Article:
takes the opium up, this time with the needle-like other end of the spatula, passes it 
lightly through the flame to condense it and make it more malleable and tries by turning 
the needle round and round to give the opium pill a cylindrical form. After passing the 
material another two or three times through the flame the desired form is achieved. He 
sticks the needle into the aperture of the pipebowl and, while drawing it back, he 
presses the small cylinder of opium into the aperture of the bowl with his index-finger. 


Now he puts his mouth to the pipe-stem and sucks deeply, deeply, while letting the 
opium-cylinder evaporate near the lamp — it looks for all the world like a thirsty man 
putting his pint-glass to his lips and emptying it in deep endless draughts. After approxi- 
mately half a minute he exhales the fumes which in the meantime have been partly 
absorbed through the mucous membranes of the lungs. This same procedure occurs 
6, 8, 10 times and even more until the gratification of the opium-visions provide the 
compensation for the troublesome preparations. He feels himself transplanted from his 
wretched surroundings. He sees palaces, riches, opulent repasts, splendid garments, 
beautiful amorous women and perhaps oflScies, titles and decorations descending upon 
him. In the morning he awakes — on a straw-mat or a heap of rags in a lightless hole 
filled with pestilential air. Again he trudges by daylight to the hole where he lives. Who 
can blame this human being — with his low grade of education, deprived of moral sup- 
port — if he returns again and again to the pleasurable world of the opium-vision at 

Again we enter a house, going along what seem still narrower passages. You feel your 
heart beating at the thought of a sudden conflagration. Not the most precipitous point of 
the Canadian Pacific Railway gave me so much fright : The feeling of being shut-in in 
these i)assages nearly choked me ! 

Lewin also managed during the same trip to visit the stockmarket, Chinese 
restaurants and theatres, the house of the Salvation army, and another house 
from which he fled in Victorian dismay. 

However interested Lewin may have been in San Francisco's China Town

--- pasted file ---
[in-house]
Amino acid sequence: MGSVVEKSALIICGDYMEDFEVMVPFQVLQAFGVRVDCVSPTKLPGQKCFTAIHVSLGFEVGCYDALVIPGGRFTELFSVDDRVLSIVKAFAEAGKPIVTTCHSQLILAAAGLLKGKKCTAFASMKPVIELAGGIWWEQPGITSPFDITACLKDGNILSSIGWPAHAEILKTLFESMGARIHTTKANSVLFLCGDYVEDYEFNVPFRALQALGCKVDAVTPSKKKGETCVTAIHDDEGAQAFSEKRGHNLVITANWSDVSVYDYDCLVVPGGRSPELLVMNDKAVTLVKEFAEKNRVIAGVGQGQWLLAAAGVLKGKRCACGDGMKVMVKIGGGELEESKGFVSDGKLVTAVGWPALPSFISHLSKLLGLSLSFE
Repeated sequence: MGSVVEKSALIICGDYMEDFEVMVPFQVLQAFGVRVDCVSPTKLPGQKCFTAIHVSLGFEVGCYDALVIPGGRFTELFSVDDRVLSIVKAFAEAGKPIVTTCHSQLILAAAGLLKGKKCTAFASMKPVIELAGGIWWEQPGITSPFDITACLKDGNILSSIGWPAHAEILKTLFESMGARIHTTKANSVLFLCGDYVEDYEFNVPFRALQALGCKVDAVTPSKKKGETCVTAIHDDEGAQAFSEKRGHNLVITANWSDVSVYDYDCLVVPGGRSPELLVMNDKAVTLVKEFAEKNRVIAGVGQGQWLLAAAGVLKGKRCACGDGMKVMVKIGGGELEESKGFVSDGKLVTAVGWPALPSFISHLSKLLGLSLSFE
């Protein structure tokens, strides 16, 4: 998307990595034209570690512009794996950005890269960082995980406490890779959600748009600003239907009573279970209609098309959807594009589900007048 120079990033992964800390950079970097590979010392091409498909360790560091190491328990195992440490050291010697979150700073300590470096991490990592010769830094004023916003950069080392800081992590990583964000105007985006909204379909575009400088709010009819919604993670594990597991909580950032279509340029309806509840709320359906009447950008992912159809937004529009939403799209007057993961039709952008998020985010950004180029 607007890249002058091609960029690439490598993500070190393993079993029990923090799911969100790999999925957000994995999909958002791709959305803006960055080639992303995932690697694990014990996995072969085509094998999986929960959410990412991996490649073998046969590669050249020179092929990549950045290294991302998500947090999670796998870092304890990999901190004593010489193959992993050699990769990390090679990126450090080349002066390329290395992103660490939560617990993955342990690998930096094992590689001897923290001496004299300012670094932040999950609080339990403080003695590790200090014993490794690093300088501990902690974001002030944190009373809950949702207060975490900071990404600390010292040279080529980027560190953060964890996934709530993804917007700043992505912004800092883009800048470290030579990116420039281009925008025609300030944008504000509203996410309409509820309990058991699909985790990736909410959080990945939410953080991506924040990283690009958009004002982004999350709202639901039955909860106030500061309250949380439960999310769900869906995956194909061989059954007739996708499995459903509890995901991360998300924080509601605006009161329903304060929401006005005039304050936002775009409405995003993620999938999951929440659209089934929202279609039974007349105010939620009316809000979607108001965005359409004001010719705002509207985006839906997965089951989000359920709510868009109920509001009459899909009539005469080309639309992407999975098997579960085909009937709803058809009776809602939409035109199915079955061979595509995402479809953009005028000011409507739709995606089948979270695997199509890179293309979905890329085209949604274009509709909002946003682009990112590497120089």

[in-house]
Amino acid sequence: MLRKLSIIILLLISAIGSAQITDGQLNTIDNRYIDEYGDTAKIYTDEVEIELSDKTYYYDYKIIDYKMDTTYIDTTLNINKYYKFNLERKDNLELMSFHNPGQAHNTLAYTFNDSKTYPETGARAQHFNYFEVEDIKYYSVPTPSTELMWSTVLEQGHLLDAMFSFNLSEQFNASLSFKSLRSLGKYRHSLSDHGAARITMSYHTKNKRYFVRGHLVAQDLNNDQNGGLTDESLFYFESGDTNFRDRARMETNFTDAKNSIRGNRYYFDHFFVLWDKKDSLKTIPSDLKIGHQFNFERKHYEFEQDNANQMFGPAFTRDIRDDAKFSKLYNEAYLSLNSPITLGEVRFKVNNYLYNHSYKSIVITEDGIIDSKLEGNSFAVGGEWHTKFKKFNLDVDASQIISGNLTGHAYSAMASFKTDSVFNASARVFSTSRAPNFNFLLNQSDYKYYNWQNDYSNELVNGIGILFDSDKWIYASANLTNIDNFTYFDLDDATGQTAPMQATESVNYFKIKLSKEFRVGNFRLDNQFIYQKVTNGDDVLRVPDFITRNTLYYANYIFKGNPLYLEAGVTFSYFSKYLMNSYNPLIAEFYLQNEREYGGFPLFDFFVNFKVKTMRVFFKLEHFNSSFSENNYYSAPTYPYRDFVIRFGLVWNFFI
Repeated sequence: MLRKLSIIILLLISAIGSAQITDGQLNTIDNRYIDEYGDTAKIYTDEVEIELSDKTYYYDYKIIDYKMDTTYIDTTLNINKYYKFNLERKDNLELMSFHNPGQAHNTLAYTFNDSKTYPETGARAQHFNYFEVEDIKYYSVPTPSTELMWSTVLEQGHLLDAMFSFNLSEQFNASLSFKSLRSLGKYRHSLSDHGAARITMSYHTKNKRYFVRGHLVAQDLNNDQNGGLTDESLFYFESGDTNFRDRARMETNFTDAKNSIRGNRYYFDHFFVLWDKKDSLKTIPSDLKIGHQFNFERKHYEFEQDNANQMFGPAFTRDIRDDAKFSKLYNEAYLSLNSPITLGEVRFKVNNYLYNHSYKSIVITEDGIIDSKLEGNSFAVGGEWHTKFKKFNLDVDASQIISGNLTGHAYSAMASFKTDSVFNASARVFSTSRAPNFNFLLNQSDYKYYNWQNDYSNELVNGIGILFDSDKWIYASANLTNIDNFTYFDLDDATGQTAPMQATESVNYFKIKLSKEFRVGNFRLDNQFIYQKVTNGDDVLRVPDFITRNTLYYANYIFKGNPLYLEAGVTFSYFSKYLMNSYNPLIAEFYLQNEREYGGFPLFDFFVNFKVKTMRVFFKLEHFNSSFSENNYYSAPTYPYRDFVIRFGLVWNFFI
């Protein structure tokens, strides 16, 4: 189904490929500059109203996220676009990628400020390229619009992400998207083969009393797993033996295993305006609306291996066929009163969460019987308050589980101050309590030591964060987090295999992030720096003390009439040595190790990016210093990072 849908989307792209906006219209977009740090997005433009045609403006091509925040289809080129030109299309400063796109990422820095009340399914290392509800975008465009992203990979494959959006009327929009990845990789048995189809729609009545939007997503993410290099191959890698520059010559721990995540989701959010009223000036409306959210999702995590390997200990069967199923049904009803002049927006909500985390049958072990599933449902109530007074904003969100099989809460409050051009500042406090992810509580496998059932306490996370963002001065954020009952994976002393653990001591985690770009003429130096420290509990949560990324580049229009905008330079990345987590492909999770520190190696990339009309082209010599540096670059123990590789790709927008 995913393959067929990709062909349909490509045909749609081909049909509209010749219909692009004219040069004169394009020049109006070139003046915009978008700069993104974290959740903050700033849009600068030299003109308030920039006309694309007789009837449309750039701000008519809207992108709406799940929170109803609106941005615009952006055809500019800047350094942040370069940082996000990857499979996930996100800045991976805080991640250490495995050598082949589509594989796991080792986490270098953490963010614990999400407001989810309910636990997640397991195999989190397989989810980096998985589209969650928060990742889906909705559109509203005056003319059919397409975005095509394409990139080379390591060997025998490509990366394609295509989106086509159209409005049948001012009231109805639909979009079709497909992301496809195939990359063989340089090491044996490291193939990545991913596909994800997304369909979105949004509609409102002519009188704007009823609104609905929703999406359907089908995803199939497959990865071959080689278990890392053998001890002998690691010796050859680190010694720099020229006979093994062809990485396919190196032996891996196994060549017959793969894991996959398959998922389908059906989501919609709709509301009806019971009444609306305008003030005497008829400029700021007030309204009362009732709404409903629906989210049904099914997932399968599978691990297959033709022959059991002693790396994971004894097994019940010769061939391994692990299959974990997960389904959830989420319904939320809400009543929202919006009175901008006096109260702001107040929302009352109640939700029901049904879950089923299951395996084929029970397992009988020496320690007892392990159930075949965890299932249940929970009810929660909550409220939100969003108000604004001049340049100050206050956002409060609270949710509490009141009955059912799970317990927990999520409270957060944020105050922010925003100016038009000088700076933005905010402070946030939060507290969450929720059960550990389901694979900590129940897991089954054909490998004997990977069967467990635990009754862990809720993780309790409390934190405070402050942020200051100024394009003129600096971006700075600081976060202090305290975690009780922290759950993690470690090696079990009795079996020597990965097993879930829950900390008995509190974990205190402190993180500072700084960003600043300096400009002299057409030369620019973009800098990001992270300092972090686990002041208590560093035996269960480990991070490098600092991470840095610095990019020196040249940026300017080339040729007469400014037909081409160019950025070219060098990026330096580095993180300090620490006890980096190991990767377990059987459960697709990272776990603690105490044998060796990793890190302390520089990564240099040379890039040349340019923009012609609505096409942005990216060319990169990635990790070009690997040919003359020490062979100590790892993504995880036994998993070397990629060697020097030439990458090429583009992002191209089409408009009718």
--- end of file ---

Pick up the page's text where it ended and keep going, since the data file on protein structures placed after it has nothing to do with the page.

and the smoking of opium, the city he really longed to visit was Detroit. He 
arrived there on September 16, 1887: 

My first errand was, of course, a visit to Parke Davis. We drove along a splendid wide 
avenue bordered by residences with beautiful gardens. Soon we were marvelling at a 
grand extensive building adorned with sand-stone. This building which belongs to the 
company, is not yet fully finished. We enter the oflBce where there work well over fifty 
book-keepers, male and female, cashiers, clerks, stenographers etc. Mr. Wetzell showed 
us round the factory and the printing-shop — I had not expected such a magnitude and 
such a skilled exactitude of workmanship. It is impossible to enumerate all particulars 
to you. Summing up, I can only tell you that the different departments are exemplary, 
from the preparation of juices and extract, the extraction of drugs, bottling, labeling, 
the homogenization of plants to the manufacture of pilular mass, sugaring and coating 
of piUs etc., etc. ... In short, the manufacture of pharmaceutical preparations is worthy 
of the American genius for machinery and for exactitude and cleanliness of use. What- 
ever I received — preparations drugs etc. — you will see for yourself when everything 
arrives in Berlin. 

Among these things he carried back with him to Berlin from Parke Davis 
Co. was Peyotl, the "Mescal buttons". We know this exactly because he has 
stated himself that he got it from the Parke Davis and Co. during his Ameri- 
can trip. He was not long in investigating its properties and there appeared 
in Schmiedeberg's archives and the Detroit Therapeutic Gazette the first ac- 
counts of the pharmacologic properties of Peyotl (Lewin 1888). He says in 
his summary: 

It has toeen proven for the first time that a cactus can possess an extraordinarily high 
toxicity. It will now be appropriate to elucidate the chemistry of this Anhalonium and 
then go further with the investigation of other species of Anhalonium. One must, how- 
ever, also investigate to what purpose and to what extent these Muscal huttons (Sic I) 
are used as stimulants. In a not too distant future I hope to be able to give evidence 
ahout this. 


For some reason he never did, although, he wrote in 1894 a second long 
article on what was then called "Anhalonium Lewinii and other cactea" 
(Lewin 1894). By then, however, Arthur Heffter had already started his 
work on the active principles in the mescaline cactus. 

ArtJmr Heffter (1860-1925) was bom in Leipzig and representative of the 
old German school of pharmacologists with a thorough chemical backgromad 
and a medical training. (Straub 1921, Heubner 1925, Joachimoglu 1960) . He 
worked for some years in agricultural chemistry and then switched to study